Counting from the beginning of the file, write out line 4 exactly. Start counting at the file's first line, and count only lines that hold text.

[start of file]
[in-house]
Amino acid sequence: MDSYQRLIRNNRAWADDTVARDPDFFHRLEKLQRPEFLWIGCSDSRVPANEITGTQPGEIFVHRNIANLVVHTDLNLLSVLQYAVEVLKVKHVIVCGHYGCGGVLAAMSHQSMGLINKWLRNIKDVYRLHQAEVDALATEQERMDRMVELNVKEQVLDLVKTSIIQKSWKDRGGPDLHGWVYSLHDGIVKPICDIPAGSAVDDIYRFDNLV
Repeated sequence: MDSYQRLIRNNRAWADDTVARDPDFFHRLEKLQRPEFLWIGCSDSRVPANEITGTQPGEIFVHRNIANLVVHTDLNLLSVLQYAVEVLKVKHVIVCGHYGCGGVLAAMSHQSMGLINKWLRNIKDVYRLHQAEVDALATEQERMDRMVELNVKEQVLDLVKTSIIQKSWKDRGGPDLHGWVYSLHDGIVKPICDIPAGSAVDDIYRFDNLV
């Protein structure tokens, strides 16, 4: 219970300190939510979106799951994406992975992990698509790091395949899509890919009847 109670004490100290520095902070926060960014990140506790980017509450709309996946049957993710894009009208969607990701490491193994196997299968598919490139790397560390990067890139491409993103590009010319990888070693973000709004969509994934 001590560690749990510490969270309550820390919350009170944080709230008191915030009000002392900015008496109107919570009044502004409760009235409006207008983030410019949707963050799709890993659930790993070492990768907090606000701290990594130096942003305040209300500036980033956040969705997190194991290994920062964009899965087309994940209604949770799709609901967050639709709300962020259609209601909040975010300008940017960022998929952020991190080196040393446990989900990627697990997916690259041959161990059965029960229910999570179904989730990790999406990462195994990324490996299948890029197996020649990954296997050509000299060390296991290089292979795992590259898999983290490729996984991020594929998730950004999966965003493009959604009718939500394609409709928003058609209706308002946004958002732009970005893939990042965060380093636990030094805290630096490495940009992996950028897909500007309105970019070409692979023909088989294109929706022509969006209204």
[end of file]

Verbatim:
């Protein structure tokens, strides 16, 4: 219970300190939510979106799951994406992975992990698509790091395949899509890919009847 109670004490100290520095902070926060960014990140506790980017509450709309996946049957993710894009009208969607990701490491193994196997299968598919490139790397560390990067890139491409993103590009010319990888070693973000709004969509994934 001590560690749990510490969270309550820390919350009170944080709230008191915030009000002392900015008496109107919570009044502004409760009235409006207008983030410019949707963050799709890993659930790993070492990768907090606000701290990594130096942003305040209300500036980033956040969705997190194991290994920062964009899965087309994940209604949770799709609901967050639709709300962020259609209601909040975010300008940017960022998929952020991190080196040393446990989900990627697990997916690259041959161990059965029960229910999570179904989730990790999406990462195994990324490996299948890029197996020649990954296997050509000299060390296991290089292979795992590259898999983290490729996984991020594929998730950004999966965003493009959604009718939500394609409709928003058609209706308002946004958002732009970005893939990042965060380093636990030094805290630096490495940009992996950028897909500007309105970019070409692979023909088989294109929706022509969006209204």